Private equity buoys pension fund returns
22nd Mar 12
By Bronwyn Bailey, vice president of research at the Private Equity Growth Capital Council, Washington
The California Public Employees’ Retirement System decision on March 19 to reduce its assumed rate of return by a quarter point — to 7.5% from 7.75% — has rippled across the pension community.The downward revision can be seen as a bellwether for pension funds around the country, bringing into focus the factors challenging public pension plans’ ability to meet their obligations to retirees, including rising and unfunded liabilities, tighter state and municipal finances, and volatile capital markets.But the most glaring problem is the simplest to understand: Pension plans are not able to consistently generate adequate returns from public markets to meet their needed return targets.
When pension investments yield lower returns, employers — in this case the State of California and participating municipalities — must pay higher pension contributions to ensure the fund has the needed resources to pay retirement obligations. A target reduction of a mere one quarter of 1% is expected to cost California more than $300 million per year as well as increasing obligations of local municipalities and school districts. This could put even more pressure on cash-strapped state and municipal budgets and force taxpayers to ultimately foot the bill. The results could mean fewer schools, police officers and firefighters in California communities. But this is not an issue for California alone. Pensions & Investments data show that four of the nine largest public pension funds maintain assumed rates of return of more than 7.5%.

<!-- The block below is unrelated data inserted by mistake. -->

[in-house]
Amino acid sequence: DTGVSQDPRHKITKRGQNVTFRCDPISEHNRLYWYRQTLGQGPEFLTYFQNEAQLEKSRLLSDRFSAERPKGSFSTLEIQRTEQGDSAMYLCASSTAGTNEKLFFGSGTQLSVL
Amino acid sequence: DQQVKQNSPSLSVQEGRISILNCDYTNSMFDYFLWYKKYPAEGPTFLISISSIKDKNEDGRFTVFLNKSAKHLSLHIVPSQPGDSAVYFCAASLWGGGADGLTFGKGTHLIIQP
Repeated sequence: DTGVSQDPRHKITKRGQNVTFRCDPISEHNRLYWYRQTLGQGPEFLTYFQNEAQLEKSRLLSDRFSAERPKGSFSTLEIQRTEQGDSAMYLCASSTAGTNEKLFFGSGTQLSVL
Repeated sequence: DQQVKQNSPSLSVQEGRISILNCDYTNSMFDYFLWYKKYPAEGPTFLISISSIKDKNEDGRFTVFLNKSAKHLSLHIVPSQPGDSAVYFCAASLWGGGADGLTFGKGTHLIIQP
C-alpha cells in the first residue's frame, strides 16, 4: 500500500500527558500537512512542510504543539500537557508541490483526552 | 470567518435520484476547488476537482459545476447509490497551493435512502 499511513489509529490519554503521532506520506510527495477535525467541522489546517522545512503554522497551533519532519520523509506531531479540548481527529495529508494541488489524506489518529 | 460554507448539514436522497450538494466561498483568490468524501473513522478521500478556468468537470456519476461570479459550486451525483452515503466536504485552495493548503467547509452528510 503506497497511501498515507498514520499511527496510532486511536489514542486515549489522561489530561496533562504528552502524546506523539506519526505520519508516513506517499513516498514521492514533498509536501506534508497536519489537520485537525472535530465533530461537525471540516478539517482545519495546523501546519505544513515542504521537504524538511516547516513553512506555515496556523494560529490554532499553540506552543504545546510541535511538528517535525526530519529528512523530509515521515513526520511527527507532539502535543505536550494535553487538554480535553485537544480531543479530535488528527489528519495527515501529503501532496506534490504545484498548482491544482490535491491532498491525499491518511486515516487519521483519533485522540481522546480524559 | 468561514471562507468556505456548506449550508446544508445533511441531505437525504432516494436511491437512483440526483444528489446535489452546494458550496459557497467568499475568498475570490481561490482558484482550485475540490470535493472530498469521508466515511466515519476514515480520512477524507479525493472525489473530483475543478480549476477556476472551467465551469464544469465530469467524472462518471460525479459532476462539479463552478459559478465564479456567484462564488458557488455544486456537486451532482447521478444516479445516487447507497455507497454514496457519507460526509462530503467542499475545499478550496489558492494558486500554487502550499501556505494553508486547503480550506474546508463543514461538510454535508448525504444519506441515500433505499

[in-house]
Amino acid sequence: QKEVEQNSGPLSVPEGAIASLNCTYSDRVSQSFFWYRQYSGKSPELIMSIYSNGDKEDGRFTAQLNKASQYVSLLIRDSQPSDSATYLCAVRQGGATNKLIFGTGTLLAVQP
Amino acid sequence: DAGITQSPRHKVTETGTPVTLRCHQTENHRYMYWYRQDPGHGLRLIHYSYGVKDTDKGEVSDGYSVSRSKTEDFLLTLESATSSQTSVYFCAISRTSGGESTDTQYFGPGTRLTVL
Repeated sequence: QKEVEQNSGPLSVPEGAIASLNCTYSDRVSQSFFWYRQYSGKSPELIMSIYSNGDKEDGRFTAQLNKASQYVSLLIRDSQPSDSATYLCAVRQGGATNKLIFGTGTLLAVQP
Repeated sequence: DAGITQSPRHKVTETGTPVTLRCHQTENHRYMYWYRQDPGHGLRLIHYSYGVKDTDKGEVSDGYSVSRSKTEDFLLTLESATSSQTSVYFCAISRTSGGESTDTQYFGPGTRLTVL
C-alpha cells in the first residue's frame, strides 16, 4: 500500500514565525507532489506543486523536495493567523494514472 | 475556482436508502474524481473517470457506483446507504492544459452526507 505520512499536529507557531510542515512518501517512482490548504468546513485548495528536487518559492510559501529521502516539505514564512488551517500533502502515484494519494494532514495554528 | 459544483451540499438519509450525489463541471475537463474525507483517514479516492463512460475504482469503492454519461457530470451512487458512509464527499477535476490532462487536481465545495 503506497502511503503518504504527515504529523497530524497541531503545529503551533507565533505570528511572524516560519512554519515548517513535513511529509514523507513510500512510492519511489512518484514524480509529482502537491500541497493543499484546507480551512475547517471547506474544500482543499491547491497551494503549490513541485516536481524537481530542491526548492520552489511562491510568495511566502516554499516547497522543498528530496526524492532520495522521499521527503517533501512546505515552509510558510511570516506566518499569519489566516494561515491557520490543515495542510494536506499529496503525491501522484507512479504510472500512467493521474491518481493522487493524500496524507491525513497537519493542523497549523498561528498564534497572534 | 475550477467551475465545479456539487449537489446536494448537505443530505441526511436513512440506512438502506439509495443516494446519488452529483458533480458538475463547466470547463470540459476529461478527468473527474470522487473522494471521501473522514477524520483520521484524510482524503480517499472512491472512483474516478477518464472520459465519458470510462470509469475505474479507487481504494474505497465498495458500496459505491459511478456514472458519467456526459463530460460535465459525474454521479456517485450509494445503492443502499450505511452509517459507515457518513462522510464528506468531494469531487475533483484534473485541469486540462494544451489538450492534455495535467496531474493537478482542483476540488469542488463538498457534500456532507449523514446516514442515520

With U.S. public markets underperforming over the past decade, large pension funds have increasingly turned to alternative asset classes, including private equity, for their proven track record of generating superior investment returns. Given the challenges facing pension funds, this would seem like an easy decision.